Umhlanga is a Swazi and Zulu ceremony that takes place once every year. The ceremony lasts eight days. Young girls, who have never been married or had children, cut reeds and then give them to the Queen Mother to repair the surrounding reed fence of the royal residence.
After they have brought the reeds, the girls then go into an arena, where they dance in celebration.
The girls usually wear very colorful clothes, making it an extravagant event. The aim of the event is to preserve girls' chastity, recognize the labor of the Queen Mother and to bring the ladies of the kingdom together as they work together. A maiden is usually chosen, and she announces the event on the radio. The chosen maiden is a veteran dancer and is well versed with the royal protocol. One of the King's daughters will be her assistant.
Picture by Shiraaz Mohamad
After presenting the reeds, the girls then rest for a day before they start organizing their traditional outfits which include, a sash, necklaces made from beads, a skirt and rattling anklets. Some of them carry the knives they used to cut the reeds as a symbol of their virginity. The girls then start dancing in front of the King.
The girls are usually divided into regiments, and every regiment dances before the King in turns. There is a special stand where guests sit to witness the event. The girls move in an orderly and respectful manner, and they flow past the stand in celebration of the girls' chastity. There is a lot of dancing, singing, swaying, stamping and ululations as the large number of girls advance. After all the reed cutting and sleeping out, the girls make a party and enjoy themselves. It is Swaziland's biggest holiday.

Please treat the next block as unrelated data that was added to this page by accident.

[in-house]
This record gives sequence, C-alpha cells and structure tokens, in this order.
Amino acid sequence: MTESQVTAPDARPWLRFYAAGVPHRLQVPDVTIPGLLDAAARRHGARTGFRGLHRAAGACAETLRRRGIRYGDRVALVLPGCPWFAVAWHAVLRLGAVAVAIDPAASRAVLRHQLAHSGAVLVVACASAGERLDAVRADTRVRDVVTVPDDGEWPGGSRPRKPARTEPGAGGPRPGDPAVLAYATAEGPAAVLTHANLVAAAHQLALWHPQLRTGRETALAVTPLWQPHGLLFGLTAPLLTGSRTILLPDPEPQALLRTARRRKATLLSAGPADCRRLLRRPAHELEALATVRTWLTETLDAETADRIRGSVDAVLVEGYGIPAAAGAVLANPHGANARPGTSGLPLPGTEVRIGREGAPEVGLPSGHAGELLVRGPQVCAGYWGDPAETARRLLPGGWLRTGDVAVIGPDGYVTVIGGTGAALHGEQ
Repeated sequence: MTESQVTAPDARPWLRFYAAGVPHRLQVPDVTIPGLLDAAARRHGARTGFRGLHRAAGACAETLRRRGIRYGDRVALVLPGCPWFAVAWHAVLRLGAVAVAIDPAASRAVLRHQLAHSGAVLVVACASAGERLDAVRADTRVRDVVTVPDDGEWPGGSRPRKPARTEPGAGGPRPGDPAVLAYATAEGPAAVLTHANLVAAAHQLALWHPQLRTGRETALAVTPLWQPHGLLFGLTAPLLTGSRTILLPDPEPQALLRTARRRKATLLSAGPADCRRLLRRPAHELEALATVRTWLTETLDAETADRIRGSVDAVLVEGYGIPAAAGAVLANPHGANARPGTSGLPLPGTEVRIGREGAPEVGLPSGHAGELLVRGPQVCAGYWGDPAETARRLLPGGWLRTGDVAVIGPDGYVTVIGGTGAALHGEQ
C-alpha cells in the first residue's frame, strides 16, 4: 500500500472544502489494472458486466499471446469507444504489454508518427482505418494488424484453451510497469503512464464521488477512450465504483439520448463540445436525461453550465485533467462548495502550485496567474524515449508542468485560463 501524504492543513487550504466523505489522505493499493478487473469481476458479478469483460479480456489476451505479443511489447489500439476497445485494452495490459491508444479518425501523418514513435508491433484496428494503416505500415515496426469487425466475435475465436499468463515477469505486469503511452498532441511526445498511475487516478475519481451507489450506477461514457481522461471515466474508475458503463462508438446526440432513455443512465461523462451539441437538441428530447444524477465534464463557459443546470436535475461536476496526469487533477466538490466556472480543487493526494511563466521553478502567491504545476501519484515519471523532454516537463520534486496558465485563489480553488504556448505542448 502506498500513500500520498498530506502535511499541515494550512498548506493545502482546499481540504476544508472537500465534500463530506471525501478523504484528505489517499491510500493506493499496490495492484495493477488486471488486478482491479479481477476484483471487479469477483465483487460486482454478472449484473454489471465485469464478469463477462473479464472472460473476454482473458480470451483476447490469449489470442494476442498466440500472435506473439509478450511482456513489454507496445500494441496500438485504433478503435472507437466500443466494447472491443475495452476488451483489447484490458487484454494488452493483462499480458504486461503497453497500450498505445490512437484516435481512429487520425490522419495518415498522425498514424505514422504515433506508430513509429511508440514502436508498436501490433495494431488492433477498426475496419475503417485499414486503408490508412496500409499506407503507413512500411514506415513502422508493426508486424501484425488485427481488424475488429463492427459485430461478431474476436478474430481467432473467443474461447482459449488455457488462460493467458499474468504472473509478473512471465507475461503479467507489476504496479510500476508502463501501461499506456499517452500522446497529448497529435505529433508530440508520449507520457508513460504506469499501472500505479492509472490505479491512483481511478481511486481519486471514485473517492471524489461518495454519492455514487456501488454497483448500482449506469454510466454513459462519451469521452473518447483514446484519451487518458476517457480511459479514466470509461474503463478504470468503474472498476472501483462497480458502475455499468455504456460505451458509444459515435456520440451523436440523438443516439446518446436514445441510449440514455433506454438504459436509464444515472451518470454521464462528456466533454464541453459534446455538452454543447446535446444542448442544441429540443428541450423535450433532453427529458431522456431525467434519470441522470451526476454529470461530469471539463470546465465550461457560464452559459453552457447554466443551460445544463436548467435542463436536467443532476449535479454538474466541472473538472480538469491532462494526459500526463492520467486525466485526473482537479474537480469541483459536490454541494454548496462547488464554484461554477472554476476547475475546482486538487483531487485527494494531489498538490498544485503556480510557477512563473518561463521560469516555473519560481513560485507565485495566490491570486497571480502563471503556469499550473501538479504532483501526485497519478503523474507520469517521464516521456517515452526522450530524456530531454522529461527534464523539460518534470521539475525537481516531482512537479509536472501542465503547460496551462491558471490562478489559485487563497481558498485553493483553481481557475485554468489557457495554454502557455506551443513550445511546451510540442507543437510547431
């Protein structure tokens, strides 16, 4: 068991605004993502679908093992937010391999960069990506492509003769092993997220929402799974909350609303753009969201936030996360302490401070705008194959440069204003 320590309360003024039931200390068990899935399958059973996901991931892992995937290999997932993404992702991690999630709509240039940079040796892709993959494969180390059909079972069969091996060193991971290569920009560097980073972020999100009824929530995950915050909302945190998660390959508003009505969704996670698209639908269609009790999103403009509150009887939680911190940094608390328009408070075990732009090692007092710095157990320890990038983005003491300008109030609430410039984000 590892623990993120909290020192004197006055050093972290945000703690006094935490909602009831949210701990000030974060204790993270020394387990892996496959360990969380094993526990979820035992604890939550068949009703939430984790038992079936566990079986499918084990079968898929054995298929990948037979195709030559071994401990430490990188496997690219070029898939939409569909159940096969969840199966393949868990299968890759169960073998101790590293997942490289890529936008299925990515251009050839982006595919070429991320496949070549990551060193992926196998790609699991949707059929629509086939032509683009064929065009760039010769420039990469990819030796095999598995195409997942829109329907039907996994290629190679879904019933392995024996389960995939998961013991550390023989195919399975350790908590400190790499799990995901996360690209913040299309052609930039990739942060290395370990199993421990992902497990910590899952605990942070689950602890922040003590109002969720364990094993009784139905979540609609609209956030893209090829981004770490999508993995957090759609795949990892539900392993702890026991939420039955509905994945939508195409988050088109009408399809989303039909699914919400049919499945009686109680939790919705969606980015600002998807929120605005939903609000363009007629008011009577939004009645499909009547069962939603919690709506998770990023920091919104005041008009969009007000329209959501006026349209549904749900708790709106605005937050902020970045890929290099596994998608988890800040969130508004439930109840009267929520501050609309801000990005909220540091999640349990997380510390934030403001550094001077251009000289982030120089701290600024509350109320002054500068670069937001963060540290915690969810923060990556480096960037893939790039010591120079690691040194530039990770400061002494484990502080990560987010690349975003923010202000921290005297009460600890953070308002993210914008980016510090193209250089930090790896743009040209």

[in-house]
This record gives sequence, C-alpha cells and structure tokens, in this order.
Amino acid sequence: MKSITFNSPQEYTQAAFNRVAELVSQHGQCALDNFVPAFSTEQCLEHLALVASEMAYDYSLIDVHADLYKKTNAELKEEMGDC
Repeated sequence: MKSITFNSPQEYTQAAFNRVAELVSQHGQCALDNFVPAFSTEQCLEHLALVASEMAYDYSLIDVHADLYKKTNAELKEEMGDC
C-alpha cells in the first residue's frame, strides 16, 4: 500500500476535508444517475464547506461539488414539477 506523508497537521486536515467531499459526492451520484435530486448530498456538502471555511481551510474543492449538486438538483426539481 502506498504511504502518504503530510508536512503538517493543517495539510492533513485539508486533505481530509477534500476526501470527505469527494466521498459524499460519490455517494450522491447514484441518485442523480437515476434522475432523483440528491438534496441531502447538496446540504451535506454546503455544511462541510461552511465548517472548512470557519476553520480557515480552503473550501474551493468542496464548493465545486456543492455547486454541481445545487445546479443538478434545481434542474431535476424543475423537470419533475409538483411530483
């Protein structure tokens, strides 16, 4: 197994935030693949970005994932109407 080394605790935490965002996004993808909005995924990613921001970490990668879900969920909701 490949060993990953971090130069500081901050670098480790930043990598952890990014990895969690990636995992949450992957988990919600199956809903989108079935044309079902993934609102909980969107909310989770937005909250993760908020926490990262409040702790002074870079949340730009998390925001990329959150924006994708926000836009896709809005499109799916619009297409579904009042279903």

Picture by Siphephile Sibanyoni
The girls are usually escorted by men holding shields and wearing cow tails. The King's daughters also take part in the dance. They wear red feathers on their heads to differentiate them from the rest of the females. The King then comes down from the stand and walks through the groups as he pays respect to the people.
The King then orders for about 20 cows to be slaughtered for the girls, who later collect the pieces of meat and take them home after the dance.
The culture is becoming more popular, and it offers tourists an amazing experience. Tourists are not allowed to take any photos of the event. The dates of the event are determined by the moon cycle and are not determined by the calendar. The ceremony usually takes place in the last week of August or the first week of September.
The reed dance started around the 1940s, and it came out of the 'umwacsho' custom where girls were put in age regiments in order to maintain chastity. Any girl who fell pregnant out of wedlock would be fined one cow, which her family was to pay to the local chief. Once they got to an age where they were ready for marriage, they would go work for the Queen Mother and then end it with dancing and feasting.